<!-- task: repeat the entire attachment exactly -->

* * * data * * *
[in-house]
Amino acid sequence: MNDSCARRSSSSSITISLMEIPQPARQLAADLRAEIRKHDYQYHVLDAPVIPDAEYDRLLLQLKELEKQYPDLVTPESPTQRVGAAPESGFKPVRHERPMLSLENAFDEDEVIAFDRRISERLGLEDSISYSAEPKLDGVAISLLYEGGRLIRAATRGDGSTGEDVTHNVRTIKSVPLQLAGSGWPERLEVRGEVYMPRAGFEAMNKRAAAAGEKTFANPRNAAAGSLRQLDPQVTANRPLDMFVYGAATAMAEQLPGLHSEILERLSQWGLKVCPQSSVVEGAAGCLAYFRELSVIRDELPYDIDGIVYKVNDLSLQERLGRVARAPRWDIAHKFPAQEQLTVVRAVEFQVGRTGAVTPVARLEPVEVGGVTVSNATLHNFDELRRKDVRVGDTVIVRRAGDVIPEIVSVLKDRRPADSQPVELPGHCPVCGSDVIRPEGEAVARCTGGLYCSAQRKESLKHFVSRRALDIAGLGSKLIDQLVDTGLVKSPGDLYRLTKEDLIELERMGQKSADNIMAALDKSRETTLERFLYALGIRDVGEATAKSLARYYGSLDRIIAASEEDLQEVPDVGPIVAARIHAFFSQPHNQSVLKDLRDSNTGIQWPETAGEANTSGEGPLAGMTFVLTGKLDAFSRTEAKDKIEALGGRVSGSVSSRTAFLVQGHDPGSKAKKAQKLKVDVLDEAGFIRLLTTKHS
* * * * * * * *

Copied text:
[in-house]
Amino acid sequence: MNDSCARRSSSSSITISLMEIPQPARQLAADLRAEIRKHDYQYHVLDAPVIPDAEYDRLLLQLKELEKQYPDLVTPESPTQRVGAAPESGFKPVRHERPMLSLENAFDEDEVIAFDRRISERLGLEDSISYSAEPKLDGVAISLLYEGGRLIRAATRGDGSTGEDVTHNVRTIKSVPLQLAGSGWPERLEVRGEVYMPRAGFEAMNKRAAAAGEKTFANPRNAAAGSLRQLDPQVTANRPLDMFVYGAATAMAEQLPGLHSEILERLSQWGLKVCPQSSVVEGAAGCLAYFRELSVIRDELPYDIDGIVYKVNDLSLQERLGRVARAPRWDIAHKFPAQEQLTVVRAVEFQVGRTGAVTPVARLEPVEVGGVTVSNATLHNFDELRRKDVRVGDTVIVRRAGDVIPEIVSVLKDRRPADSQPVELPGHCPVCGSDVIRPEGEAVARCTGGLYCSAQRKESLKHFVSRRALDIAGLGSKLIDQLVDTGLVKSPGDLYRLTKEDLIELERMGQKSADNIMAALDKSRETTLERFLYALGIRDVGEATAKSLARYYGSLDRIIAASEEDLQEVPDVGPIVAARIHAFFSQPHNQSVLKDLRDSNTGIQWPETAGEANTSGEGPLAGMTFVLTGKLDAFSRTEAKDKIEALGGRVSGSVSSRTAFLVQGHDPGSKAKKAQKLKVDVLDEAGFIRLLTTKHS